Another sign the celebrity home feature needs a vibe shift: Recently, Vogue showcased a second visitation of the empty Maison Martin Margiela store in Calabasas that Kim Kardashian calls her house. For her 2019 Vogue cover story, she and Kanye West let the 73 Questions camera crew inside, allowing the internet to marvel at her apparently stain-free nearly entirely cream interiors. She showed off her Steinway grand piano, informing us it is “unbleached” with distinct smugness, as though she is the only one to conceive of filling her house with life-size doll furniture.
She says in her new Vogue video pegged to her March cover story, “I find that there’s so much chaos out in the world that when I come home, I just want it to be really quiet and I just want everything to feel calming.” (This is what like 99 percent of celebrities tell the media about their homes — the one percent who don’t being the Delevingne sisters, whose Los Angeles home, AD reported, “finds eloquent expression in the emerald-lacquered dining room, with its rattan monkey chandelier; the pink and green velvet upholstery in the living room; a proliferation of banana-leaf and palm-frond fabrics and wall coverings; striped outdoor umbrellas with a Slim Aarons flavor…”) Kim says the house is minimal, but it is among the tackier possible versions of minimalism. Given she is a Kardashian — who helped popularize things like contouring and latex for day — this is appropriate.
However once again, I’d rather her house serve something. Give me a few unnecessary shiny metal surfaces. Hit a girl with the kinds of obscene ceiling ornamentation that you thought only materialized in upscale malls during Christmastime. Instead we have, like, a white breakfast nook lined with glorified airplane pillows.
Or this huge hallway that looks like a college for influencers.
“Shockingly, four kids hasn’t messed up my cream house,” Kim tells Vogue, failing to reveal that when one has the resources she does, one can surely employ a Cream Integrity Team to clean that cream. Other highlights of Kim’s house in this video include her spongey gray basketball court, a “meadow” in which she grows her food, and custom-painted gray cars.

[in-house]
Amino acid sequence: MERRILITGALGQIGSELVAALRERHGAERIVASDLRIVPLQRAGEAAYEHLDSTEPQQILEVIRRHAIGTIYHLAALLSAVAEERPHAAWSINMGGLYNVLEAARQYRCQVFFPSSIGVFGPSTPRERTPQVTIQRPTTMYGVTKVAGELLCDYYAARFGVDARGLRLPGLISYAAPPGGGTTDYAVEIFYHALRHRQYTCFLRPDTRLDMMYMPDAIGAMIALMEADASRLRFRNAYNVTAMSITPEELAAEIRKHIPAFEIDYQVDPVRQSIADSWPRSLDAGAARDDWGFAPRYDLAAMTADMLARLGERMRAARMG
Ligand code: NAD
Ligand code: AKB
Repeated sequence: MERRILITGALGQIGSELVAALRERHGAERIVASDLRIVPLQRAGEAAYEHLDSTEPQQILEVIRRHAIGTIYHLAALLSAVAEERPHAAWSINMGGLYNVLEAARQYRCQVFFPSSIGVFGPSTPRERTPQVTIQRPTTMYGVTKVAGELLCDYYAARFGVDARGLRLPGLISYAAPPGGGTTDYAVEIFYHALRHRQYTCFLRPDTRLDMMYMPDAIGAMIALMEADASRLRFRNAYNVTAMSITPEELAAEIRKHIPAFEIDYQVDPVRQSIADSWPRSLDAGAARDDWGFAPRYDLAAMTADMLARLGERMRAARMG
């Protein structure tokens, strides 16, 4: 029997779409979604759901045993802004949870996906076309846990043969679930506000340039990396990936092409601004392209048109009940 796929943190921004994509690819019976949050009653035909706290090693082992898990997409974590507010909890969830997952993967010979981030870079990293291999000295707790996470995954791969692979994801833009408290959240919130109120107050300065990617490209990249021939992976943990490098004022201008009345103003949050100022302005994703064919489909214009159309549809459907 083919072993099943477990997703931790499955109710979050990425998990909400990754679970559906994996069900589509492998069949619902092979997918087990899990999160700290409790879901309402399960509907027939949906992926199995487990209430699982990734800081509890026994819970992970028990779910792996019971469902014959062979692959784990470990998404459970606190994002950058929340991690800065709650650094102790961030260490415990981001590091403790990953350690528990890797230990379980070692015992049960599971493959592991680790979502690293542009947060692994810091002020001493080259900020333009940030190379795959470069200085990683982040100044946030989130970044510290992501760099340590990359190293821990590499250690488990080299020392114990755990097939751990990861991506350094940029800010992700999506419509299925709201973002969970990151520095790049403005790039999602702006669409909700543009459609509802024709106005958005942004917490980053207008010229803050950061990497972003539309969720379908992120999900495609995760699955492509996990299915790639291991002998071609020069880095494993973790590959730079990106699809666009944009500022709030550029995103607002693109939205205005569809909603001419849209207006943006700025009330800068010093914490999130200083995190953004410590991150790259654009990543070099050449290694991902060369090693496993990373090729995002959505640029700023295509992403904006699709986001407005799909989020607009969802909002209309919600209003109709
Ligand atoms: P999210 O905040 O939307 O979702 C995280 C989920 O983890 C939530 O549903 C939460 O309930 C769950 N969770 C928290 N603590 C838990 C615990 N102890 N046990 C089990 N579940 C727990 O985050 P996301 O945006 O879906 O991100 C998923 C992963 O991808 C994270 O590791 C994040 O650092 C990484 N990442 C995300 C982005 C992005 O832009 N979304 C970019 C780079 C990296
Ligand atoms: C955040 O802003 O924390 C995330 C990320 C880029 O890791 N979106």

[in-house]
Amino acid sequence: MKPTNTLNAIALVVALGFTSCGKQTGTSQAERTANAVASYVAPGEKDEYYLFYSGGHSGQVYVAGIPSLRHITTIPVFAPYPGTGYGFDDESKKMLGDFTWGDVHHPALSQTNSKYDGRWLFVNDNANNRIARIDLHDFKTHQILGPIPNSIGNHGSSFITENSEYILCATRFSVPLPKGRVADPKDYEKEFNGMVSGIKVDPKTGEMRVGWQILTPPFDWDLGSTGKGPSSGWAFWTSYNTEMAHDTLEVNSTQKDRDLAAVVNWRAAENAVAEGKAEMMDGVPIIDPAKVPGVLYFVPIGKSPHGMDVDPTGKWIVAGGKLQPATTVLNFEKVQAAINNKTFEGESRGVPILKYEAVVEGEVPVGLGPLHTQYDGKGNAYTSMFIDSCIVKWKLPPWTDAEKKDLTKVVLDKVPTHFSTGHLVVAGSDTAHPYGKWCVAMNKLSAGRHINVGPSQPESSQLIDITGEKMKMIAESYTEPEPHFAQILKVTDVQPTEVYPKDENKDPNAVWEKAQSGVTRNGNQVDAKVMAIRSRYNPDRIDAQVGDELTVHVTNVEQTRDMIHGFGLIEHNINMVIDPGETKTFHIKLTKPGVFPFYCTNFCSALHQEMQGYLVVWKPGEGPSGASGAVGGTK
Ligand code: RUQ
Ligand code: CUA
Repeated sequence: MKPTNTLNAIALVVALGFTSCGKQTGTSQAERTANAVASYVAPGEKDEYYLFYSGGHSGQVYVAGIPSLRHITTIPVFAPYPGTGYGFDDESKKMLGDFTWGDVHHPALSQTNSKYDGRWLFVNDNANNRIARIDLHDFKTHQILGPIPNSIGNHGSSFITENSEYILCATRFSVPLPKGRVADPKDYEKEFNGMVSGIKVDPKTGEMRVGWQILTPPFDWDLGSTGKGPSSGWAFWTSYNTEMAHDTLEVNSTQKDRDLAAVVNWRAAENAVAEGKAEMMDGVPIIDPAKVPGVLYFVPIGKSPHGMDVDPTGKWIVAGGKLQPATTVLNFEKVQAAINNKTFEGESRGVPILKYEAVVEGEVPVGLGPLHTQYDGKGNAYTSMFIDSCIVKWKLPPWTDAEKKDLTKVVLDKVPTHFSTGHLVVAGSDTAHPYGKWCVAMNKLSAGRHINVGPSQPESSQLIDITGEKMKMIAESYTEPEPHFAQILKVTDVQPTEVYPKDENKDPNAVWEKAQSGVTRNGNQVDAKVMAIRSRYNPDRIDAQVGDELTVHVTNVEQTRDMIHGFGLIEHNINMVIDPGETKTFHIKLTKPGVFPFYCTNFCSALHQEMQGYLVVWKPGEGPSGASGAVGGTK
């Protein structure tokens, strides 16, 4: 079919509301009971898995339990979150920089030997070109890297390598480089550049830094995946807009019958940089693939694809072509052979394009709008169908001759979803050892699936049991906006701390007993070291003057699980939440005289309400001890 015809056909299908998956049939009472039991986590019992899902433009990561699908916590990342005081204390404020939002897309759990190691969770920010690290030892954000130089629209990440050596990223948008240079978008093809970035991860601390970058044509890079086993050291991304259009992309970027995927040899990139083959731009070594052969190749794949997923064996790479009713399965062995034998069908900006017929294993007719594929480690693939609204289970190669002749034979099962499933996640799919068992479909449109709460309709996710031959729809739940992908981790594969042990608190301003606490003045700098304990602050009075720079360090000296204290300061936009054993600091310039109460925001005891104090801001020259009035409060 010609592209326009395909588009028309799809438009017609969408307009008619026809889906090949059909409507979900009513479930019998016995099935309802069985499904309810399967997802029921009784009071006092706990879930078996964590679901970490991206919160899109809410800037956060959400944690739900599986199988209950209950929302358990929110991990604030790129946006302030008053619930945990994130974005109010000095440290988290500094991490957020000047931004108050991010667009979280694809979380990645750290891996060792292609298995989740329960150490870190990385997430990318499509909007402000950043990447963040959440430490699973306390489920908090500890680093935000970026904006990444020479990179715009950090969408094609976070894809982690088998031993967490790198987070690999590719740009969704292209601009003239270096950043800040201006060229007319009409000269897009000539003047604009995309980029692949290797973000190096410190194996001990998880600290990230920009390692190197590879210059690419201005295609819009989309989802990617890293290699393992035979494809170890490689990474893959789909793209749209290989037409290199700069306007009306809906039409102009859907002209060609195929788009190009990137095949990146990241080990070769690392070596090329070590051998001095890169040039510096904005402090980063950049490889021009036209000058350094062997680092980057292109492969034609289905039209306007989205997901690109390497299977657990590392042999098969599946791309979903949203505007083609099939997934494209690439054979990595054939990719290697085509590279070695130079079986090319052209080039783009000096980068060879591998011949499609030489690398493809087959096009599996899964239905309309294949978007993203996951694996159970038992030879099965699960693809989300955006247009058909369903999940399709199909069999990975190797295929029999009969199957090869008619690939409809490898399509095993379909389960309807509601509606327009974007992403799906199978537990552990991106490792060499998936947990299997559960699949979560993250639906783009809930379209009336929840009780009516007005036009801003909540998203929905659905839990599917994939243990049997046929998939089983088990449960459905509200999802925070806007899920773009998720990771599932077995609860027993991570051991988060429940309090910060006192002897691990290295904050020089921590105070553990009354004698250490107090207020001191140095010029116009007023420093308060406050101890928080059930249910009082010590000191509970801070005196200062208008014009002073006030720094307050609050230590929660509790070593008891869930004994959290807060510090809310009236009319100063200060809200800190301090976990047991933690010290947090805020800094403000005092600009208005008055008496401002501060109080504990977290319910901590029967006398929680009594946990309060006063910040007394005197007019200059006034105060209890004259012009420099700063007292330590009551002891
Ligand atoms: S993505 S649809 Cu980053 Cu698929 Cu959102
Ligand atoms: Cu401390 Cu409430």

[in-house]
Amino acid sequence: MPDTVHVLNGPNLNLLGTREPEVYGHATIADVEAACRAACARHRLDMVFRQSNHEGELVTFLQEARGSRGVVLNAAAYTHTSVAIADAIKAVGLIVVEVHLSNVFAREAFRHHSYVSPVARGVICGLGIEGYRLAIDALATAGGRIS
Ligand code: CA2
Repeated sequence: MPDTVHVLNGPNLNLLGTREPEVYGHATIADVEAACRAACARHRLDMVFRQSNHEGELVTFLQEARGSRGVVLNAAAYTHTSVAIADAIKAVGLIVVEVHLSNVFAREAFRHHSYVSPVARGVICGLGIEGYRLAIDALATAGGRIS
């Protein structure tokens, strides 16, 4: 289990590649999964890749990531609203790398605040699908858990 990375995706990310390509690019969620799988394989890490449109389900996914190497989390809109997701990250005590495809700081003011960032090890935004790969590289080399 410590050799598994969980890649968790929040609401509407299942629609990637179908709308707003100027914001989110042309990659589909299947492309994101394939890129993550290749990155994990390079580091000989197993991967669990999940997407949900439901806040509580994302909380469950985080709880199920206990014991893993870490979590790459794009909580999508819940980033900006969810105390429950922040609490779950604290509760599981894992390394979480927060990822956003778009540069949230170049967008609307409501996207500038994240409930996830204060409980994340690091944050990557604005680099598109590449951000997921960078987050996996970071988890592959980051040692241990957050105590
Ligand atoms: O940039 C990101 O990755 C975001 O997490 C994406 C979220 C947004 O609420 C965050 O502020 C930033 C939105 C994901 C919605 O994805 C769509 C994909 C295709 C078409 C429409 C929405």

This is not the height of home design. This is a famous conspicuous consumer with a Lamborghini. More refreshing in a celebrity-heavy internet are the interior design stories about the random people with stunning houses in random places we all feel we should visit but probably never will, like Marfa. Who doesn’t love a good restored midcentury home in the desert? A random wood-paneled NYC penthouse crammed with furniture and bases? Or the occasional maximalist Mexico City home by “a Kelly Wearstler disciple”?
Celebrity house features need to become surprising again. They can go micro, as when Anna Wintour’s ceramics collection appeared in World of Interiors, teased on the cover with, “Anna Wintour’s passion for pots.” Or macro, like “tour the RV Jason Mamoa may or may not be living in.” Honestly, people would probably click on a headline that just read: “Tour the RV.” Why overthink it? Why go to Kim’s house a second time??
There is a better way. Imagine a world in which you do not know that Adam Levine’s outdoor fire area is described as a “sunken conversation pit.” In which no Twitter feed ever suggested you look at a picture of Jason Statham sitting barefoot in his swivel chair. You could be blissfully unaware of the shiny, gargantuan bronze slab curiously framing Kris Jenner’s fireplace next to otherwise whatever furniture.
It either needs to be all insane “luxe” stuff, like Aerin Lauder’s “modern tree house in the jungle” situated on 1,200 acres in Panama, a project that began with planting a forest, which AD also featured:
“There are no nails,” Lauder says with awe. For the roofs, IM/KM collaborated with VTN Architects, a Vietnam-based firm globally recognized for its bamboo pavilions. “The challenge was, how can we create something primitive in construction but make it air-conditioned?” says Ivan, adding that six engineers from New York and a translator completed the effort.
Or it needs to be all unnecessarily mirrored surfaces and horrible sculpture art everywhere. I will take nothing in between.
(PS — Do you hear that? It’s the echo of Kim Kardashian typing into Google, “nail removal mansion.”)